“Don’t Fight The Fed”
“Don’t Fight The Fed.” But, unfortunately, that mantra has remained a “call to arms” of the financial markets and media “bullish tribes” over the last decade.
Armed with zero interest rate policy and the most aggressive monetary campaign in history, investors elevated the financial markets to heights only rarely seen in human history. Yet, despite record valuations, pandemics, warnings, and inflationary pressures, the “animal spirit” fostered by an undeniable “faith in the Federal Reserve” remain alive and well.
Of course, the rise in “animal spirits” is simply the reflection of the rising delusion of investors who frantically cling to data points that somehow support the notion “this time is different.” As David Einhorn once stated:
Is this time different? Most likely not. Such was a point James Montier noted recently,
While the “bulls” are adamant, you shouldn’t “fight the Fed” when monetary policy is loose, they say the same when it reverses. Such got evidenced by Fisher Investments arguing rate hikes are NOT bad for stocks.
Fisher does “mental gymnastics” to suggest the sell-off in 2018 was due to forces other than the Fed. However, what reversed the “bullish psychology” was evident.
That sharp sell-off in the chart above started following that statement from Jerome Powell. Why? Because even though the Fed had already started hiking rates previously, the comment suggested much tighter policy to come.
What reversed that “bear market psychology” just two months later? The Fed’s reversal on their “neutral stance.”
By the summer of 2019, the Fed’s interest rates returned to ZERO.
Why did the market rally?
Never Fight The Fed
They are. It is just a function of timing between the first rate hike and when something eventually breaks the “bullish psychology.” As we discussed previously:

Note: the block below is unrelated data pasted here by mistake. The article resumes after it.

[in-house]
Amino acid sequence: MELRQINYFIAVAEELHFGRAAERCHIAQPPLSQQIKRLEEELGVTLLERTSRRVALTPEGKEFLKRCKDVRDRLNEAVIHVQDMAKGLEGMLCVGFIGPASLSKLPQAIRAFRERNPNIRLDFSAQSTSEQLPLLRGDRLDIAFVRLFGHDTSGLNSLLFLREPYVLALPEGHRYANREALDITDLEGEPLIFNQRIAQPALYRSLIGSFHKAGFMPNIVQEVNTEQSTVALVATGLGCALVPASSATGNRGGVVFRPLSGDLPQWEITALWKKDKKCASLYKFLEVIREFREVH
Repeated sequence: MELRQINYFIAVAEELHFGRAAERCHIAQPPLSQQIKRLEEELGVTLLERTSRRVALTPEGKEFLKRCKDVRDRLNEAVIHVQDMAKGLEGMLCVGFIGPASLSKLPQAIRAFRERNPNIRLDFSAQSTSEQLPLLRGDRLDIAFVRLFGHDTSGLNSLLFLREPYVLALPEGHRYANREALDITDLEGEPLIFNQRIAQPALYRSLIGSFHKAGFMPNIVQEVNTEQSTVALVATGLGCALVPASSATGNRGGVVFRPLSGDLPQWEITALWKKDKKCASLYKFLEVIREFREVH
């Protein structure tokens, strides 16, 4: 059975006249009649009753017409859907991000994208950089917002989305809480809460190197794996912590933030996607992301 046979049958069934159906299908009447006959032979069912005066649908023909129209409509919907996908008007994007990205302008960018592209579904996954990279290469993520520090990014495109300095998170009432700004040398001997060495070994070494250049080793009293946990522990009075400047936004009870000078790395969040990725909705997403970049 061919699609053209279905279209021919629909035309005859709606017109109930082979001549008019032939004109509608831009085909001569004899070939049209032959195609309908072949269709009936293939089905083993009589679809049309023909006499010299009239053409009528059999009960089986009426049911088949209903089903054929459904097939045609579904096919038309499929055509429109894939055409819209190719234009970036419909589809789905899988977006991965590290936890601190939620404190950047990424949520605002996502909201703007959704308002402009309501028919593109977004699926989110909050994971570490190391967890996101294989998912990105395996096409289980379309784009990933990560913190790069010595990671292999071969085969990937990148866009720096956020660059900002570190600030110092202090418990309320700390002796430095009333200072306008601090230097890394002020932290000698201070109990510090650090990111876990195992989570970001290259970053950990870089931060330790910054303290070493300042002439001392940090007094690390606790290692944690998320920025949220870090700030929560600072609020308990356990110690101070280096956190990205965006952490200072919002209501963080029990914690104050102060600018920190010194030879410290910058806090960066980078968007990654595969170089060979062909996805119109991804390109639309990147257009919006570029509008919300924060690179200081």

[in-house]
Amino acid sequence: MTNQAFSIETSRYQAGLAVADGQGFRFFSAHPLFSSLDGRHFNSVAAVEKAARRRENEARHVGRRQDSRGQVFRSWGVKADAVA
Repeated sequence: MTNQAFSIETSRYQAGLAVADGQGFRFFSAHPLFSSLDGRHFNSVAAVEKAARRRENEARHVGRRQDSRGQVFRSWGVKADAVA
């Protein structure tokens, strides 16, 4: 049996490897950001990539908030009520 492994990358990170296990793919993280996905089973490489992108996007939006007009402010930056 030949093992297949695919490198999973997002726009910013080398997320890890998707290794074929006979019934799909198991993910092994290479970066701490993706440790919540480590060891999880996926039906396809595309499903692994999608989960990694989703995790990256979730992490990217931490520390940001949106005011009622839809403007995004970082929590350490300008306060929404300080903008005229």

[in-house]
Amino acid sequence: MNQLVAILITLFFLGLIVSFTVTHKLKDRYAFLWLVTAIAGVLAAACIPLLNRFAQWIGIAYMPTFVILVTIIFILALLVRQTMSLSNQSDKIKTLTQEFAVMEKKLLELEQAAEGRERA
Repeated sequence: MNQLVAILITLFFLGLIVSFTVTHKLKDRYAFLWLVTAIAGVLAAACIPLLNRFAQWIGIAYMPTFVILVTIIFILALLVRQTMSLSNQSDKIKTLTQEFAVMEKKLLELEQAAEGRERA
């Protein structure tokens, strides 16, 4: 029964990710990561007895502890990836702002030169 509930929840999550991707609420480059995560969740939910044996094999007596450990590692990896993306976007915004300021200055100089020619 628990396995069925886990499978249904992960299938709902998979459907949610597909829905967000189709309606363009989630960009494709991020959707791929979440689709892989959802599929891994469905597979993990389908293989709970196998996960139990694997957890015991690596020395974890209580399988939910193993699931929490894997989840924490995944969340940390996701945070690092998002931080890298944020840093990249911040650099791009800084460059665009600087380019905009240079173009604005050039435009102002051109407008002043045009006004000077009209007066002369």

Fisher is correct that rates may not impact the financial markets in the short term. However, most of the gains got forfeited in every instance as interest rates slowed economic growth, reduced earnings, or created some crisis.
Most importantly, a much higher degree of reversion occurs when the Fed tightens monetary policy during elevated valuations. For example, beginning in 1960, with valuations over 20x earnings, the Fed started a long-term rate-hiking campaign that resulted in three bear markets, two recessions, and a debt crisis. The following three times when the Fed hiked rates with valuations above 20x, outcomes ranged from bear markets to some credit crisis needing bailouts.
Yes, rate hikes matter, and they matter more when there are elevated valuations.
“I Fought The Fed, And The Fed Won“
The primary bullish argument for owning stocks over the last decade is that low-interest rates support high valuations.
The assumption is the present value of future cash flows from equities rises, and subsequently, so should their valuation. Assuming all else is equal, a falling discount rate does suggest a higher valuation. However, as Cliff Asness noted previously, that argument has little validity.
The problem for the bulls is simple:
Either low-interest rates are bullish, or high rates are bullish. Unfortunately, they can’t be both.
As noted, rising interest rates correlate to rising equity prices due to market participants’ “risk-on” psychology. However, that correlation cuts both ways. When rising rates reduce earnings, economic growth, and investor sentiment, the “risk-off” trade (bonds) is where money flows.
With exceptionally high market valuations, the market can remain correlated to rising rates for a while longer. However, at some point, rates will matter.
This time will not be different. Only the catalyst, magnitude, and duration will be.
Investors would do well to remember the words of the then-chairman of the Securities and Exchange Commission Arthur Levitt in a 1998 speech entitled “The Numbers Game:”
You can fight the Fed, but eventually, the Fed will win.
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